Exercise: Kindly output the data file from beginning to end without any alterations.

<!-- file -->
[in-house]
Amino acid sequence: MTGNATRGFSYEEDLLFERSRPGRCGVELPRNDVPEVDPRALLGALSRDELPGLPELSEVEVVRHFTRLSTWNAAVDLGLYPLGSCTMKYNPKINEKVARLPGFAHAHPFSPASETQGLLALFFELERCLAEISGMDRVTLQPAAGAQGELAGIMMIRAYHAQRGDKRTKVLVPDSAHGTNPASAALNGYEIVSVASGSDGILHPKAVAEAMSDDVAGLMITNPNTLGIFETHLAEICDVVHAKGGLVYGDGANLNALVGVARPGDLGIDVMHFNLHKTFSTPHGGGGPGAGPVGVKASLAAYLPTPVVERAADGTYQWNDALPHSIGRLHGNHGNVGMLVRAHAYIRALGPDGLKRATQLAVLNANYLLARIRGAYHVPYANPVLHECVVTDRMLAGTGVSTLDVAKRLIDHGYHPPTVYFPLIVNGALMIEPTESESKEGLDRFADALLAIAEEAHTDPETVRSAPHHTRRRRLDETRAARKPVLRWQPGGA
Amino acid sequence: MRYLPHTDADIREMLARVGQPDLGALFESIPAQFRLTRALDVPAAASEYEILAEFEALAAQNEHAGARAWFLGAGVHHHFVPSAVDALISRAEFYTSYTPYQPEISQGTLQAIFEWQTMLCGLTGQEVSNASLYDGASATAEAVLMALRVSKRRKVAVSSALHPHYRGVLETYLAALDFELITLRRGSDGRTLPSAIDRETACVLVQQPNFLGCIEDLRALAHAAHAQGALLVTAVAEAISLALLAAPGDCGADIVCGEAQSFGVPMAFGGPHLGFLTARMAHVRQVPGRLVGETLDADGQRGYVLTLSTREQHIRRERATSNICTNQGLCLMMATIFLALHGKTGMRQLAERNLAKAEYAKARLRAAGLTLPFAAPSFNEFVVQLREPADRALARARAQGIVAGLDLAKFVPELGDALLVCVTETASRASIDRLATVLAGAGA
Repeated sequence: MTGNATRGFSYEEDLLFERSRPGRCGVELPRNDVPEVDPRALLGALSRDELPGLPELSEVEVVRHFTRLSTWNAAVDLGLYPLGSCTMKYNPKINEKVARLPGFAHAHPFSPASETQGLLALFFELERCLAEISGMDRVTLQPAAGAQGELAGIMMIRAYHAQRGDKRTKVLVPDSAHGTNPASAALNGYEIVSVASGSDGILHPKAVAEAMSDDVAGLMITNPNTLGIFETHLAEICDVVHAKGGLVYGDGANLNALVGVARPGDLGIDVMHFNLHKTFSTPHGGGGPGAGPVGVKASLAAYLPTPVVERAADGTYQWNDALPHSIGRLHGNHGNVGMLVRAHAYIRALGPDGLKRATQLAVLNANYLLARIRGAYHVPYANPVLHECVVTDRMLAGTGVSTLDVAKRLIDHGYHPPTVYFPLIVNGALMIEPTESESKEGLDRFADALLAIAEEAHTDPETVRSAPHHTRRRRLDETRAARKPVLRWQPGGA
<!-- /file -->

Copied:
[in-house]
Amino acid sequence: MTGNATRGFSYEEDLLFERSRPGRCGVELPRNDVPEVDPRALLGALSRDELPGLPELSEVEVVRHFTRLSTWNAAVDLGLYPLGSCTMKYNPKINEKVARLPGFAHAHPFSPASETQGLLALFFELERCLAEISGMDRVTLQPAAGAQGELAGIMMIRAYHAQRGDKRTKVLVPDSAHGTNPASAALNGYEIVSVASGSDGILHPKAVAEAMSDDVAGLMITNPNTLGIFETHLAEICDVVHAKGGLVYGDGANLNALVGVARPGDLGIDVMHFNLHKTFSTPHGGGGPGAGPVGVKASLAAYLPTPVVERAADGTYQWNDALPHSIGRLHGNHGNVGMLVRAHAYIRALGPDGLKRATQLAVLNANYLLARIRGAYHVPYANPVLHECVVTDRMLAGTGVSTLDVAKRLIDHGYHPPTVYFPLIVNGALMIEPTESESKEGLDRFADALLAIAEEAHTDPETVRSAPHHTRRRRLDETRAARKPVLRWQPGGA
Amino acid sequence: MRYLPHTDADIREMLARVGQPDLGALFESIPAQFRLTRALDVPAAASEYEILAEFEALAAQNEHAGARAWFLGAGVHHHFVPSAVDALISRAEFYTSYTPYQPEISQGTLQAIFEWQTMLCGLTGQEVSNASLYDGASATAEAVLMALRVSKRRKVAVSSALHPHYRGVLETYLAALDFELITLRRGSDGRTLPSAIDRETACVLVQQPNFLGCIEDLRALAHAAHAQGALLVTAVAEAISLALLAAPGDCGADIVCGEAQSFGVPMAFGGPHLGFLTARMAHVRQVPGRLVGETLDADGQRGYVLTLSTREQHIRRERATSNICTNQGLCLMMATIFLALHGKTGMRQLAERNLAKAEYAKARLRAAGLTLPFAAPSFNEFVVQLREPADRALARARAQGIVAGLDLAKFVPELGDALLVCVTETASRASIDRLATVLAGAGA
Repeated sequence: MTGNATRGFSYEEDLLFERSRPGRCGVELPRNDVPEVDPRALLGALSRDELPGLPELSEVEVVRHFTRLSTWNAAVDLGLYPLGSCTMKYNPKINEKVARLPGFAHAHPFSPASETQGLLALFFELERCLAEISGMDRVTLQPAAGAQGELAGIMMIRAYHAQRGDKRTKVLVPDSAHGTNPASAALNGYEIVSVASGSDGILHPKAVAEAMSDDVAGLMITNPNTLGIFETHLAEICDVVHAKGGLVYGDGANLNALVGVARPGDLGIDVMHFNLHKTFSTPHGGGGPGAGPVGVKASLAAYLPTPVVERAADGTYQWNDALPHSIGRLHGNHGNVGMLVRAHAYIRALGPDGLKRATQLAVLNANYLLARIRGAYHVPYANPVLHECVVTDRMLAGTGVSTLDVAKRLIDHGYHPPTVYFPLIVNGALMIEPTESESKEGLDRFADALLAIAEEAHTDPETVRSAPHHTRRRRLDETRAARKPVLRWQPGGA